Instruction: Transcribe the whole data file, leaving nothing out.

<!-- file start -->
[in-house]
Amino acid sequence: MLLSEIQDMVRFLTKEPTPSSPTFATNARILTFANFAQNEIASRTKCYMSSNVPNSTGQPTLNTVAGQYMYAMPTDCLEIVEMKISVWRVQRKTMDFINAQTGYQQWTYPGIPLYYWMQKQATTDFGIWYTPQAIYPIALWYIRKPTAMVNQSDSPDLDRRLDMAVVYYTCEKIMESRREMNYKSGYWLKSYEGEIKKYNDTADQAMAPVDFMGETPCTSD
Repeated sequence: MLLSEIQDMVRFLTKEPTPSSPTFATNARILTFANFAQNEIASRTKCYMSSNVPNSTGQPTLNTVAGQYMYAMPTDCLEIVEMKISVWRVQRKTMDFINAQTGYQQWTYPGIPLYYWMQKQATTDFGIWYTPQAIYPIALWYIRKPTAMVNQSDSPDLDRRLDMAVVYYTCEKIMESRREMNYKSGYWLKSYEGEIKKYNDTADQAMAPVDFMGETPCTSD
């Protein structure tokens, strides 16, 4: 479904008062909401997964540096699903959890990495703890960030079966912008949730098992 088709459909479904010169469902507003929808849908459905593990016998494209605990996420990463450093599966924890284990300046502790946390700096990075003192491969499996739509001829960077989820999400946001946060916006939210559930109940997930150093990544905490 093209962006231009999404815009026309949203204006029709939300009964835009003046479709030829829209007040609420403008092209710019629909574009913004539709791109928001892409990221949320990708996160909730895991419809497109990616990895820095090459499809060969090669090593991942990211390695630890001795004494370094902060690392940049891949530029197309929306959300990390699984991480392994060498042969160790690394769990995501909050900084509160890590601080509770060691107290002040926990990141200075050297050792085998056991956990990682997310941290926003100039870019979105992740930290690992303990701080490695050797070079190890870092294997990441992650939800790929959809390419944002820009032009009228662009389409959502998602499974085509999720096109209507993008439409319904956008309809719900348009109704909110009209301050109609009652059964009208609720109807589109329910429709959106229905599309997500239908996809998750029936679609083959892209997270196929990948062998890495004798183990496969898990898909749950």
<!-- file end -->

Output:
[in-house]
Amino acid sequence: MLLSEIQDMVRFLTKEPTPSSPTFATNARILTFANFAQNEIASRTKCYMSSNVPNSTGQPTLNTVAGQYMYAMPTDCLEIVEMKISVWRVQRKTMDFINAQTGYQQWTYPGIPLYYWMQKQATTDFGIWYTPQAIYPIALWYIRKPTAMVNQSDSPDLDRRLDMAVVYYTCEKIMESRREMNYKSGYWLKSYEGEIKKYNDTADQAMAPVDFMGETPCTSD
Repeated sequence: MLLSEIQDMVRFLTKEPTPSSPTFATNARILTFANFAQNEIASRTKCYMSSNVPNSTGQPTLNTVAGQYMYAMPTDCLEIVEMKISVWRVQRKTMDFINAQTGYQQWTYPGIPLYYWMQKQATTDFGIWYTPQAIYPIALWYIRKPTAMVNQSDSPDLDRRLDMAVVYYTCEKIMESRREMNYKSGYWLKSYEGEIKKYNDTADQAMAPVDFMGETPCTSD
């Protein structure tokens, strides 16, 4: 479904008062909401997964540096699903959890990495703890960030079966912008949730098992 088709459909479904010169469902507003929808849908459905593990016998494209605990996420990463450093599966924890284990300046502790946390700096990075003192491969499996739509001829960077989820999400946001946060916006939210559930109940997930150093990544905490 093209962006231009999404815009026309949203204006029709939300009964835009003046479709030829829209007040609420403008092209710019629909574009913004539709791109928001892409990221949320990708996160909730895991419809497109990616990895820095090459499809060969090669090593991942990211390695630890001795004494370094902060690392940049891949530029197309929306959300990390699984991480392994060498042969160790690394769990995501909050900084509160890590601080509770060691107290002040926990990141200075050297050792085998056991956990990682997310941290926003100039870019979105992740930290690992303990701080490695050797070079190890870092294997990441992650939800790929959809390419944002820009032009009228662009389409959502998602499974085509999720096109209507993008439409319904956008309809719900348009109704909110009209301050109609009652059964009208609720109807589109329910429709959106229905599309997500239908996809998750029936679609083959892209997270196929990948062998890495004798183990496969898990898909749950």